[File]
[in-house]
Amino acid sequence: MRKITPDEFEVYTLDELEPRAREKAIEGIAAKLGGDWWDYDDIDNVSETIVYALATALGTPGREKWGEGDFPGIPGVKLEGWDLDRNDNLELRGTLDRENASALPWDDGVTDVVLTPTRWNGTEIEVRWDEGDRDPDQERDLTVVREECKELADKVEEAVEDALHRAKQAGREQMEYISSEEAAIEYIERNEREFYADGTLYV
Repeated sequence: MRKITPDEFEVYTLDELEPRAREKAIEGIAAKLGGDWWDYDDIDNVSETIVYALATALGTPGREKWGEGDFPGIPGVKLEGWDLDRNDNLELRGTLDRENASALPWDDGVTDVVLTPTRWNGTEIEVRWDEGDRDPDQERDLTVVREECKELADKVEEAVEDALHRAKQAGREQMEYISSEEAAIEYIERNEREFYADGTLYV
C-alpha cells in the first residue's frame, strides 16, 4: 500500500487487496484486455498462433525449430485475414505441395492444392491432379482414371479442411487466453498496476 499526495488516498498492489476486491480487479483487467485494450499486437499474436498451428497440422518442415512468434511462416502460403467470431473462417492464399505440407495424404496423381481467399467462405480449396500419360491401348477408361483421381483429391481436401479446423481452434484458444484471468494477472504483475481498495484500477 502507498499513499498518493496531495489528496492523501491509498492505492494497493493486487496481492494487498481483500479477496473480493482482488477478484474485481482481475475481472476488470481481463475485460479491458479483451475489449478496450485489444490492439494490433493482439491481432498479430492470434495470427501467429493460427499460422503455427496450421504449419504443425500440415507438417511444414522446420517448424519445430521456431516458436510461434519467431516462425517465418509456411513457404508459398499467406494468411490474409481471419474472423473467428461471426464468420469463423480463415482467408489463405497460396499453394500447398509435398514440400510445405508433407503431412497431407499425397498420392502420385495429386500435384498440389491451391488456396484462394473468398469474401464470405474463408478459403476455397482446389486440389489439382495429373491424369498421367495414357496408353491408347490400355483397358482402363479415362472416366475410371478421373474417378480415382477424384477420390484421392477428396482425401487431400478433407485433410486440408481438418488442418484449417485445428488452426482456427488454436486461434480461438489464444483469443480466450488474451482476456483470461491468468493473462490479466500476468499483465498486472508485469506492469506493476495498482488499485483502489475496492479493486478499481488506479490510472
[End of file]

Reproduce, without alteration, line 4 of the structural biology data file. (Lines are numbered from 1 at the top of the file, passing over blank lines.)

C-alpha cells in the first residue's frame, strides 16, 4: 500500500487487496484486455498462433525449430485475414505441395492444392491432379482414371479442411487466453498496476 499526495488516498498492489476486491480487479483487467485494450499486437499474436498451428497440422518442415512468434511462416502460403467470431473462417492464399505440407495424404496423381481467399467462405480449396500419360491401348477408361483421381483429391481436401479446423481452434484458444484471468494477472504483475481498495484500477 502507498499513499498518493496531495489528496492523501491509498492505492494497493493486487496481492494487498481483500479477496473480493482482488477478484474485481482481475475481472476488470481481463475485460479491458479483451475489449478496450485489444490492439494490433493482439491481432498479430492470434495470427501467429493460427499460422503455427496450421504449419504443425500440415507438417511444414522446420517448424519445430521456431516458436510461434519467431516462425517465418509456411513457404508459398499467406494468411490474409481471419474472423473467428461471426464468420469463423480463415482467408489463405497460396499453394500447398509435398514440400510445405508433407503431412497431407499425397498420392502420385495429386500435384498440389491451391488456396484462394473468398469474401464470405474463408478459403476455397482446389486440389489439382495429373491424369498421367495414357496408353491408347490400355483397358482402363479415362472416366475410371478421373474417378480415382477424384477420390484421392477428396482425401487431400478433407485433410486440408481438418488442418484449417485445428488452426482456427488454436486461434480461438489464444483469443480466450488474451482476456483470461491468468493473462490479466500476468499483465498486472508485469506492469506493476495498482488499485483502489475496492479493486478499481488506479490510472